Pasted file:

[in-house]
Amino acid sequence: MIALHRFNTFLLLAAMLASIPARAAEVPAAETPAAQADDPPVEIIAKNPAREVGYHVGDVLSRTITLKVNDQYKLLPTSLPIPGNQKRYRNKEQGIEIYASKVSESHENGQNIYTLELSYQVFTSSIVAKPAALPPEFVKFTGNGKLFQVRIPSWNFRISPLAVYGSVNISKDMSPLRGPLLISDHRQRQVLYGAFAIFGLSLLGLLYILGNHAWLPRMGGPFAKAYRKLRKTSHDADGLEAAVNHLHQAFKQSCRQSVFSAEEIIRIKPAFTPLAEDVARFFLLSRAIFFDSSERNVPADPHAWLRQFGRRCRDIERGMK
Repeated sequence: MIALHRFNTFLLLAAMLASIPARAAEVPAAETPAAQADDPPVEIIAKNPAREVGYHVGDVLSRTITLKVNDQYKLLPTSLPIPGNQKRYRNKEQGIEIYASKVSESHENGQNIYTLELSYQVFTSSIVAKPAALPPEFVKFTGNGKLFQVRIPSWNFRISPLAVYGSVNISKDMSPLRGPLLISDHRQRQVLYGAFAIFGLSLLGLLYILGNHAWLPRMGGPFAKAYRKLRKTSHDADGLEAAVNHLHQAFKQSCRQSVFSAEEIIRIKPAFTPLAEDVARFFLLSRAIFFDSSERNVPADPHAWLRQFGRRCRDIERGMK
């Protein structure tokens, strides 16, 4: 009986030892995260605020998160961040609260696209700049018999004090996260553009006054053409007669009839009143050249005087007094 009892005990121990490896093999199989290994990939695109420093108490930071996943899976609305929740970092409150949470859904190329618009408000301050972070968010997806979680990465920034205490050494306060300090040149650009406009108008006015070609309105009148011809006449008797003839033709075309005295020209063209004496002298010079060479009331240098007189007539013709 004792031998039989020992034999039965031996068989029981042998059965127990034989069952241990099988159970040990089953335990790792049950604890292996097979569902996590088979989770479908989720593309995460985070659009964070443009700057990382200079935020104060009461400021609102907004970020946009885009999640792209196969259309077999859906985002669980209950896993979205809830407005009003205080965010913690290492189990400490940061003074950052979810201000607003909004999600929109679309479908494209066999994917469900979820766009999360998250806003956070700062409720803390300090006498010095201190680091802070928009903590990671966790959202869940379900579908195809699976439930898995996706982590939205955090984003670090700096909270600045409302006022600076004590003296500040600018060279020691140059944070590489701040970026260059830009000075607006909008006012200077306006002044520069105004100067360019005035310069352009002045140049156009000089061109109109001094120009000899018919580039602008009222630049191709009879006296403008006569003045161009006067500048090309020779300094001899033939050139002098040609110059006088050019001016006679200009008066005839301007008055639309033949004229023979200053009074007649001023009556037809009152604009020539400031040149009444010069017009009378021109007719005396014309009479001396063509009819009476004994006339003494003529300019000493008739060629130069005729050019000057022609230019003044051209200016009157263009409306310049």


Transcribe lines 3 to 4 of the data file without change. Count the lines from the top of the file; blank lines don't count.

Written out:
Repeated sequence: MIALHRFNTFLLLAAMLASIPARAAEVPAAETPAAQADDPPVEIIAKNPAREVGYHVGDVLSRTITLKVNDQYKLLPTSLPIPGNQKRYRNKEQGIEIYASKVSESHENGQNIYTLELSYQVFTSSIVAKPAALPPEFVKFTGNGKLFQVRIPSWNFRISPLAVYGSVNISKDMSPLRGPLLISDHRQRQVLYGAFAIFGLSLLGLLYILGNHAWLPRMGGPFAKAYRKLRKTSHDADGLEAAVNHLHQAFKQSCRQSVFSAEEIIRIKPAFTPLAEDVARFFLLSRAIFFDSSERNVPADPHAWLRQFGRRCRDIERGMK
């Protein structure tokens, strides 16, 4: 009986030892995260605020998160961040609260696209700049018999004090996260553009006054053409007669009839009143050249005087007094 009892005990121990490896093999199989290994990939695109420093108490930071996943899976609305929740970092409150949470859904190329618009408000301050972070968010997806979680990465920034205490050494306060300090040149650009406009108008006015070609309105009148011809006449008797003839033709075309005295020209063209004496002298010079060479009331240098007189007539013709 004792031998039989020992034999039965031996068989029981042998059965127990034989069952241990099988159970040990089953335990790792049950604890292996097979569902996590088979989770479908989720593309995460985070659009964070443009700057990382200079935020104060009461400021609102907004970020946009885009999640792209196969259309077999859906985002669980209950896993979205809830407005009003205080965010913690290492189990400490940061003074950052979810201000607003909004999600929109679309479908494209066999994917469900979820766009999360998250806003956070700062409720803390300090006498010095201190680091802070928009903590990671966790959202869940379900579908195809699976439930898995996706982590939205955090984003670090700096909270600045409302006022600076004590003296500040600018060279020691140059944070590489701040970026260059830009000075607006909008006012200077306006002044520069105004100067360019005035310069352009002045140049156009000089061109109109001094120009000899018919580039602008009222630049191709009879006296403008006569003045161009006067500048090309020779300094001899033939050139002098040609110059006088050019001016006679200009008066005839301007008055639309033949004229023979200053009074007649001023009556037809009152604009020539400031040149009444010069017009009378021109007719005396014309009479001396063509009819009476004994006339003494003529300019000493008739060629130069005729050019000057022609230019003044051209200016009157263009409306310049």